Featured Research

from universities, journals, and other organizations

Atomic Insight May Lead To Cleaner Cars, According To MIT Research

Date:
September 26, 2003
Source:
Massachusetts Institute Of Technology
Summary:
MIT researchers affiliated with the Laboratory for Energy and the Environment are gaining atomic-level insight into how sulfur in engine exhaust "poisons" advanced catalytic converters, reducing their ability to remove noxious emissions from car engines. Understanding that process is a first step toward preventing it, thereby making viable new fuel-efficient engine designs.

MIT researchers affiliated with the Laboratory for Energy and the Environment are gaining atomic-level insight into how sulfur in engine exhaust "poisons" advanced catalytic converters, reducing their ability to remove noxious emissions from car engines. Understanding that process is a first step toward preventing it, thereby making viable new fuel-efficient engine designs.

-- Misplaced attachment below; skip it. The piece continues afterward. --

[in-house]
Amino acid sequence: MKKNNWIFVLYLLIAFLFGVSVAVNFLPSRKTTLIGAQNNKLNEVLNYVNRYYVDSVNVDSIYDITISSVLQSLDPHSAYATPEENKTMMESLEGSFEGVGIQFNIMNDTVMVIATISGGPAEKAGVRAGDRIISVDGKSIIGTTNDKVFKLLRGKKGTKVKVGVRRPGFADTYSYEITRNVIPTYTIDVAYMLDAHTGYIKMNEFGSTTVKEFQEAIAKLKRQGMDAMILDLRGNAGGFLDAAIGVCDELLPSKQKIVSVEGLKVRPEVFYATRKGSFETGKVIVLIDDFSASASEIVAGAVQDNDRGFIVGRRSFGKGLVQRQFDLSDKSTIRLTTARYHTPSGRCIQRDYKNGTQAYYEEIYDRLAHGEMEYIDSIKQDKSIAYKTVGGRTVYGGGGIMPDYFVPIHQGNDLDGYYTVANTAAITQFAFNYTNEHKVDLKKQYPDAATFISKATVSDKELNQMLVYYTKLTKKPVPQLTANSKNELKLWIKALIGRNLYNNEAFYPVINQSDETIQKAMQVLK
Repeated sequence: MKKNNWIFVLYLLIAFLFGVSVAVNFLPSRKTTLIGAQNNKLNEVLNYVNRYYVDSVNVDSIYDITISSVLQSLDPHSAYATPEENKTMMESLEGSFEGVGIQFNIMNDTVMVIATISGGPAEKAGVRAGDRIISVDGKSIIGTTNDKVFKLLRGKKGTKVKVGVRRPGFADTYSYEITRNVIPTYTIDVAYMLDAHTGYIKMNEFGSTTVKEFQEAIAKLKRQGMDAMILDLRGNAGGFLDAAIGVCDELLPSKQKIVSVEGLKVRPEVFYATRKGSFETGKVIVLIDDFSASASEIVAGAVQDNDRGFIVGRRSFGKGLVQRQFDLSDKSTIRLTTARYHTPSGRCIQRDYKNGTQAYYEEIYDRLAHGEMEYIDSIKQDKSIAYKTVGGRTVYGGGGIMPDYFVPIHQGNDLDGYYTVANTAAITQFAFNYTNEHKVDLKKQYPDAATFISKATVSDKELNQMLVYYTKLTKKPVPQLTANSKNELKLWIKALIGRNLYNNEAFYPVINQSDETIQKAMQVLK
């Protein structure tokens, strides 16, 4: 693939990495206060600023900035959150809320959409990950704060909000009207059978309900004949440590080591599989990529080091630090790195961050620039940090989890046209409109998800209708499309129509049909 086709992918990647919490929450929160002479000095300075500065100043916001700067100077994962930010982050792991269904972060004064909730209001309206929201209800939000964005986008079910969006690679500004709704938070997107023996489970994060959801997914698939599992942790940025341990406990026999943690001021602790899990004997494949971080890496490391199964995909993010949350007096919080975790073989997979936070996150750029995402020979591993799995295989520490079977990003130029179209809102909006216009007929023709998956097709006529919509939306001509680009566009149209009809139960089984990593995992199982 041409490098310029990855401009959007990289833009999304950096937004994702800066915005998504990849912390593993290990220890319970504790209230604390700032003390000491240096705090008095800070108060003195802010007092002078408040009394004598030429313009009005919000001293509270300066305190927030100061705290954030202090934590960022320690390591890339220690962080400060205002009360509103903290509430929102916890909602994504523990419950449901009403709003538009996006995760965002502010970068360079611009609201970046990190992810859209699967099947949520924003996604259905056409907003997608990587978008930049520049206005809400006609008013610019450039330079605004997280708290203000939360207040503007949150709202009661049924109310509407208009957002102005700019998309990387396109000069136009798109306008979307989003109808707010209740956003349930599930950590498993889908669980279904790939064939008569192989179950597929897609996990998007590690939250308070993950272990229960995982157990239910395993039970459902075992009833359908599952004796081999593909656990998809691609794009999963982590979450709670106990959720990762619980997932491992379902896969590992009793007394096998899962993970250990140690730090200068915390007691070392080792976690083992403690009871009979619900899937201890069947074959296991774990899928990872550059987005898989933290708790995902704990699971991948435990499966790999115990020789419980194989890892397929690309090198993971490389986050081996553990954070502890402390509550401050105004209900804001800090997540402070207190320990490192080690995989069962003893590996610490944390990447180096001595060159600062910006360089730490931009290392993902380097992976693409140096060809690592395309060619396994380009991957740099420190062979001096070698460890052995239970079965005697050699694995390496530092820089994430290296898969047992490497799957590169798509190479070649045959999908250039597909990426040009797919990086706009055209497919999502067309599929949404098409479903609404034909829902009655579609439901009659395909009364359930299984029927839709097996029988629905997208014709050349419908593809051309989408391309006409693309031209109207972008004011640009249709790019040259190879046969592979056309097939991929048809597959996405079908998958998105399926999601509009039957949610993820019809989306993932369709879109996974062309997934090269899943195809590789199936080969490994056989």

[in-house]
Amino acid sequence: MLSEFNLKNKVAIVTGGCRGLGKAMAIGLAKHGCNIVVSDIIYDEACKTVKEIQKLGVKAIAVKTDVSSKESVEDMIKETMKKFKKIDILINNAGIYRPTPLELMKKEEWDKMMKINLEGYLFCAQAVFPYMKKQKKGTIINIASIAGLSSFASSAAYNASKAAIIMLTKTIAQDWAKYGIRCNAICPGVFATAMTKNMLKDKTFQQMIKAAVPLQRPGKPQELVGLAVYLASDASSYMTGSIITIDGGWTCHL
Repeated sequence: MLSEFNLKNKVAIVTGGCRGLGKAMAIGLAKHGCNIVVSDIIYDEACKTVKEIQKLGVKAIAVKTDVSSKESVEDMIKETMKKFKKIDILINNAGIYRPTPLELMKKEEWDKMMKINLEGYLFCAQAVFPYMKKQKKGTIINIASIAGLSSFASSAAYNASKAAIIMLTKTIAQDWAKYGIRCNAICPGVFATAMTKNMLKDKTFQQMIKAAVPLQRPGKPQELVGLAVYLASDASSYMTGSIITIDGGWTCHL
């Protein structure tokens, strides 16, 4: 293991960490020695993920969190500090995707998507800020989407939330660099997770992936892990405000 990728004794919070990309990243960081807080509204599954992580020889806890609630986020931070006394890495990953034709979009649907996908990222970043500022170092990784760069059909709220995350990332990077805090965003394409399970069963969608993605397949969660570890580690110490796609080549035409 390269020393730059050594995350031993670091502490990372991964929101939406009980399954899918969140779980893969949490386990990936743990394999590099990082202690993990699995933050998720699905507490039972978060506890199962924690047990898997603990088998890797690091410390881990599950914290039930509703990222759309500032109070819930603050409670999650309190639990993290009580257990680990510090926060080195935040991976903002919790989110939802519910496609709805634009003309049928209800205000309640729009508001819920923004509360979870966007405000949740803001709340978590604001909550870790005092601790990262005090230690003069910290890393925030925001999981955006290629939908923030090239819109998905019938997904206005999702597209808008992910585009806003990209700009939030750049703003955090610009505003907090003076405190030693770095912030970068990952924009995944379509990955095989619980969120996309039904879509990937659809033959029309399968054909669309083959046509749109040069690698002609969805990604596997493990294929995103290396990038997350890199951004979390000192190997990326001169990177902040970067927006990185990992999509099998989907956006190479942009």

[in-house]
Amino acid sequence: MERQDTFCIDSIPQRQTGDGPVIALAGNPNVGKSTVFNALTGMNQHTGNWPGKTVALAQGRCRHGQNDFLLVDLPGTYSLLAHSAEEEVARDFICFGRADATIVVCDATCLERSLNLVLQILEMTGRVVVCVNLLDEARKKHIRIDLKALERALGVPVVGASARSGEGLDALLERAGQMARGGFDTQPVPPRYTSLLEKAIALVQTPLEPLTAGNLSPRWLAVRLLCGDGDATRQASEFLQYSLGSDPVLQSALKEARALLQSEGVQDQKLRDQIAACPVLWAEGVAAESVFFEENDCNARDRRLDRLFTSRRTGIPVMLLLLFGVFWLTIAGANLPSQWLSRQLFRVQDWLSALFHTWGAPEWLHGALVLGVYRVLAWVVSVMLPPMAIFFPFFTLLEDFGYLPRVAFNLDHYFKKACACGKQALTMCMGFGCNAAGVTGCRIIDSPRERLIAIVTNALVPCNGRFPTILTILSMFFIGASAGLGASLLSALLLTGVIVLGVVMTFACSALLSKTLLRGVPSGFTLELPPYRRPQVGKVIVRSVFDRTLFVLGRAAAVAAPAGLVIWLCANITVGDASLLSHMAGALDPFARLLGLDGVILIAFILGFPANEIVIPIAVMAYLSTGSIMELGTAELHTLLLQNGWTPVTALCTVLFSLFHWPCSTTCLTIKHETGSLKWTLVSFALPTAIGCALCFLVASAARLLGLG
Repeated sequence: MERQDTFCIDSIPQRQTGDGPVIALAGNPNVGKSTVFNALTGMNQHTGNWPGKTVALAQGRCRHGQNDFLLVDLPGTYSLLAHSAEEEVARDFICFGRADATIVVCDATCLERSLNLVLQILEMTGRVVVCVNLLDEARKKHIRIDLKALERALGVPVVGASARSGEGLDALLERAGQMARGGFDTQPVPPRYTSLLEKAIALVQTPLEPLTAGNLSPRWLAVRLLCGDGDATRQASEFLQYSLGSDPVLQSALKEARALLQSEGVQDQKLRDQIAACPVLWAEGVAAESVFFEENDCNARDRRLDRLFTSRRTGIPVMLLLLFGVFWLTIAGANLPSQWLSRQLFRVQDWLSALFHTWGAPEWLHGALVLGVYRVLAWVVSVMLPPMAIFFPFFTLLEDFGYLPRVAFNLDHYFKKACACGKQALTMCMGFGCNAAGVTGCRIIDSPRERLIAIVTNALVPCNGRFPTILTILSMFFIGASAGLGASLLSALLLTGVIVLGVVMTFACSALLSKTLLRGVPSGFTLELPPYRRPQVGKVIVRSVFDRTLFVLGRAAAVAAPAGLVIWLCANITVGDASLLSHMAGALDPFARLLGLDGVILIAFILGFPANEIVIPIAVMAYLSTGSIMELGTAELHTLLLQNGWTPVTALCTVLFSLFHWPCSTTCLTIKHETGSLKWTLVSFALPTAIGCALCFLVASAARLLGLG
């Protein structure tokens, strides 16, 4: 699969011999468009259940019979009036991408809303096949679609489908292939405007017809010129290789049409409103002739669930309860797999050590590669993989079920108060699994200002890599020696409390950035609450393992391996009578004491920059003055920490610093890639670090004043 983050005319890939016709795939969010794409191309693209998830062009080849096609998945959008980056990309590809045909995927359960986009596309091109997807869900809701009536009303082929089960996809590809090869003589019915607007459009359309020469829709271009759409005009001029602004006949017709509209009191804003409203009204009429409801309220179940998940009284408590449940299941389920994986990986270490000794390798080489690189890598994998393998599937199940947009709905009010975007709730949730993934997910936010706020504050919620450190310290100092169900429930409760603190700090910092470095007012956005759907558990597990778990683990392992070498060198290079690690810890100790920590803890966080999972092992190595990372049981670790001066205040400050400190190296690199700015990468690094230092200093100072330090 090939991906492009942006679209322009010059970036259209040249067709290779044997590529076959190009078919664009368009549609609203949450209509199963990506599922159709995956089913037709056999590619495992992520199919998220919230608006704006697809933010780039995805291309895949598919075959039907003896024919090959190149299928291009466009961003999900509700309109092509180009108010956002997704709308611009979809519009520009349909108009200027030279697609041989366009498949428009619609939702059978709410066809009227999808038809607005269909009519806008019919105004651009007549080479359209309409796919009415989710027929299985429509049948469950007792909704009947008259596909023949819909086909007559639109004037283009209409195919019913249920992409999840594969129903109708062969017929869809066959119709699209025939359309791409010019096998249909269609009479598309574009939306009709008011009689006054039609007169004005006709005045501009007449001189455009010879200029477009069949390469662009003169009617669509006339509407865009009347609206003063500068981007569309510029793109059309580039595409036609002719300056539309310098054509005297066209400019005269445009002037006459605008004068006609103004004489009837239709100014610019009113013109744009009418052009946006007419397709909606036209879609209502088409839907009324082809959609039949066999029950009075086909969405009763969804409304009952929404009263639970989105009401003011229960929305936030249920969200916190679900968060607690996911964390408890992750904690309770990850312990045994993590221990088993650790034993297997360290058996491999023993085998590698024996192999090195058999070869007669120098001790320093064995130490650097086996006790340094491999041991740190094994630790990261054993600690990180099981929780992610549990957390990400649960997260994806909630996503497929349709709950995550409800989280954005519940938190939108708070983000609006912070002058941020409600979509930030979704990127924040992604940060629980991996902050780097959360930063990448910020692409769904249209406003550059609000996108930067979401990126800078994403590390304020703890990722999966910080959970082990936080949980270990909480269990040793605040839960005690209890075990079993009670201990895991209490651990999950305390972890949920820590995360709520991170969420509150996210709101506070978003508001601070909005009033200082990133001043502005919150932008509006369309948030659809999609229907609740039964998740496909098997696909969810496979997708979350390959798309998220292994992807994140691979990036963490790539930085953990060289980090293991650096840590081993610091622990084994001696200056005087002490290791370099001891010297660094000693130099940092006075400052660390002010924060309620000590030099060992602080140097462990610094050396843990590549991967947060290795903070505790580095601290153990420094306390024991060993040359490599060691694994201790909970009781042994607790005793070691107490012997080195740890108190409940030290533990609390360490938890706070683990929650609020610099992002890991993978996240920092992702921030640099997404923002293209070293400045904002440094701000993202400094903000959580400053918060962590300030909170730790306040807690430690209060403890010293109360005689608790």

"Removing sulfur from fuel is difficult and costly, so we need to develop a sulfur-resistant catalytic converter that will work with the lean-running engines now being designed," said Bernhardt Trout, associate professor of chemical engineering and principal investigator of the work. "Lean-running engines operate with excess air and are highly efficient, which means low fuel consumption and low emissions."

The work focuses on a promising catalytic converter with two components: a platinum catalyst that converts carbon monoxide and hydrocarbons in exhaust to carbon dioxide and water, and a barium oxide "trap" that captures nitrogen oxides. The converter thus controls emissions that can harm human health and contribute to the formation of smog and acid rain.

However, with excess oxygen present, sulfur dioxide in the exhaust reacts on the platinum catalyst to form sulfur trioxide. The sulfur trioxide then coats the barium oxide trap, so it can no longer do its job.